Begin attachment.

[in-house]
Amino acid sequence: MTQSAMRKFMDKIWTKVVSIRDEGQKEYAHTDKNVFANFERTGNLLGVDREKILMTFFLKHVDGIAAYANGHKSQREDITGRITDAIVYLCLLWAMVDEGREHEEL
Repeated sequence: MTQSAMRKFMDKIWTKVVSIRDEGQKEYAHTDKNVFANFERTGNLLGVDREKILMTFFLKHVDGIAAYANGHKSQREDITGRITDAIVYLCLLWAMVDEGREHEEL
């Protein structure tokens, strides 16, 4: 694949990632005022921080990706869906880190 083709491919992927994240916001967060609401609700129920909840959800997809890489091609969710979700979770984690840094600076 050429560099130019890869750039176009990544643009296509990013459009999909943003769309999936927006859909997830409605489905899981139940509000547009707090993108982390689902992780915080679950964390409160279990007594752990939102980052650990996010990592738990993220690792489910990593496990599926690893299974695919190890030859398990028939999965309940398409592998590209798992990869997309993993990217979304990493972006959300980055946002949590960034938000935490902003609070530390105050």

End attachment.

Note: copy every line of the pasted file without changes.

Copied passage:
[in-house]
Amino acid sequence: MTQSAMRKFMDKIWTKVVSIRDEGQKEYAHTDKNVFANFERTGNLLGVDREKILMTFFLKHVDGIAAYANGHKSQREDITGRITDAIVYLCLLWAMVDEGREHEEL
Repeated sequence: MTQSAMRKFMDKIWTKVVSIRDEGQKEYAHTDKNVFANFERTGNLLGVDREKILMTFFLKHVDGIAAYANGHKSQREDITGRITDAIVYLCLLWAMVDEGREHEEL
């Protein structure tokens, strides 16, 4: 694949990632005022921080990706869906880190 083709491919992927994240916001967060609401609700129920909840959800997809890489091609969710979700979770984690840094600076 050429560099130019890869750039176009990544643009296509990013459009999909943003769309999936927006859909997830409605489905899981139940509000547009707090993108982390689902992780915080679950964390409160279990007594752990939102980052650990996010990592738990993220690792489910990593496990599926690893299974695919190890030859398990028939999965309940398409592998590209798992990869997309993993990217979304990493972006959300980055946002949590960034938000935490902003609070530390105050």